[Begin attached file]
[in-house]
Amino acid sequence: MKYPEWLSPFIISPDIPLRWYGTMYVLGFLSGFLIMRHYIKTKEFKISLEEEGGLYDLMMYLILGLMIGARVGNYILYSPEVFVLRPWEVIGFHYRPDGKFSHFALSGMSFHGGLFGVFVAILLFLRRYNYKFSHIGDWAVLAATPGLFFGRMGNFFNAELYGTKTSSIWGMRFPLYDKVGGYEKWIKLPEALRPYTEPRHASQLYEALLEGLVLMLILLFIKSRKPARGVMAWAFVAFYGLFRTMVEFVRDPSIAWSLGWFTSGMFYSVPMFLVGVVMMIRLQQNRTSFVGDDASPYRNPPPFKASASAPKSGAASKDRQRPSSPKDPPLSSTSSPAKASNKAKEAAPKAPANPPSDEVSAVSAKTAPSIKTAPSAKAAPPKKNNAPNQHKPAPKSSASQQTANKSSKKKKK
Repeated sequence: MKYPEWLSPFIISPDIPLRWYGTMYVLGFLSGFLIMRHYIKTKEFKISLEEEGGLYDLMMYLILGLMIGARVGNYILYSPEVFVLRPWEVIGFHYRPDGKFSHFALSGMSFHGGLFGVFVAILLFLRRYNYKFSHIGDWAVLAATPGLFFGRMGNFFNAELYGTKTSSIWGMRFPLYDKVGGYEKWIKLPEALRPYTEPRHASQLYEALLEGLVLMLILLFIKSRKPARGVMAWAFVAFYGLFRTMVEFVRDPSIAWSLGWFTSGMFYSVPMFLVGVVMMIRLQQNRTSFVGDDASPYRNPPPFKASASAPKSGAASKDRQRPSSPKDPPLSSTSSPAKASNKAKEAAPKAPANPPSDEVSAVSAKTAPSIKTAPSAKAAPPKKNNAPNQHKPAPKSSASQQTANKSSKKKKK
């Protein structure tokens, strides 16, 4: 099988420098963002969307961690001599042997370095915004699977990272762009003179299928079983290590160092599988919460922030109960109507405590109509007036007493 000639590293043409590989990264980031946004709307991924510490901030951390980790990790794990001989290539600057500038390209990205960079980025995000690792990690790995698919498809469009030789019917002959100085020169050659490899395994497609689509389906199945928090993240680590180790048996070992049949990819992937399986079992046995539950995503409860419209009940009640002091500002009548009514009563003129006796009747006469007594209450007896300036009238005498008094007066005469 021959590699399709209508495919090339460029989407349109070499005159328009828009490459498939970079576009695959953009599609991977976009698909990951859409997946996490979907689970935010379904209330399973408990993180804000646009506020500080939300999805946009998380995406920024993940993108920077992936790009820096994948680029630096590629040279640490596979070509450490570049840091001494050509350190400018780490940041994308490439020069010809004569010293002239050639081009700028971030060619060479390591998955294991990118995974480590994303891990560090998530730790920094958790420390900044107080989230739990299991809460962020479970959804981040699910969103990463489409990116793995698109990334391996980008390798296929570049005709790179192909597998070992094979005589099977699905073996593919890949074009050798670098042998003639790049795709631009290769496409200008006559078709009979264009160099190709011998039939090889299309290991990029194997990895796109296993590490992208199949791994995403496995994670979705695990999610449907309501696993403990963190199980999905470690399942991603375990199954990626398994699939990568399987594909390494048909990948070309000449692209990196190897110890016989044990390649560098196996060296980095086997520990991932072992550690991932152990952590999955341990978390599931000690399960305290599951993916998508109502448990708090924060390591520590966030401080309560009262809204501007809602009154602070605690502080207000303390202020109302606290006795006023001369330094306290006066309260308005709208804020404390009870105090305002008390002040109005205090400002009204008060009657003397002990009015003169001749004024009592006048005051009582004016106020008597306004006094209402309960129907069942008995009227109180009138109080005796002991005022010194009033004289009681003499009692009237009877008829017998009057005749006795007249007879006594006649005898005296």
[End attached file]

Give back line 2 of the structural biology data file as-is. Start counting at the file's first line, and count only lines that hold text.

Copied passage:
Amino acid sequence: MKYPEWLSPFIISPDIPLRWYGTMYVLGFLSGFLIMRHYIKTKEFKISLEEEGGLYDLMMYLILGLMIGARVGNYILYSPEVFVLRPWEVIGFHYRPDGKFSHFALSGMSFHGGLFGVFVAILLFLRRYNYKFSHIGDWAVLAATPGLFFGRMGNFFNAELYGTKTSSIWGMRFPLYDKVGGYEKWIKLPEALRPYTEPRHASQLYEALLEGLVLMLILLFIKSRKPARGVMAWAFVAFYGLFRTMVEFVRDPSIAWSLGWFTSGMFYSVPMFLVGVVMMIRLQQNRTSFVGDDASPYRNPPPFKASASAPKSGAASKDRQRPSSPKDPPLSSTSSPAKASNKAKEAAPKAPANPPSDEVSAVSAKTAPSIKTAPSAKAAPPKKNNAPNQHKPAPKSSASQQTANKSSKKKKK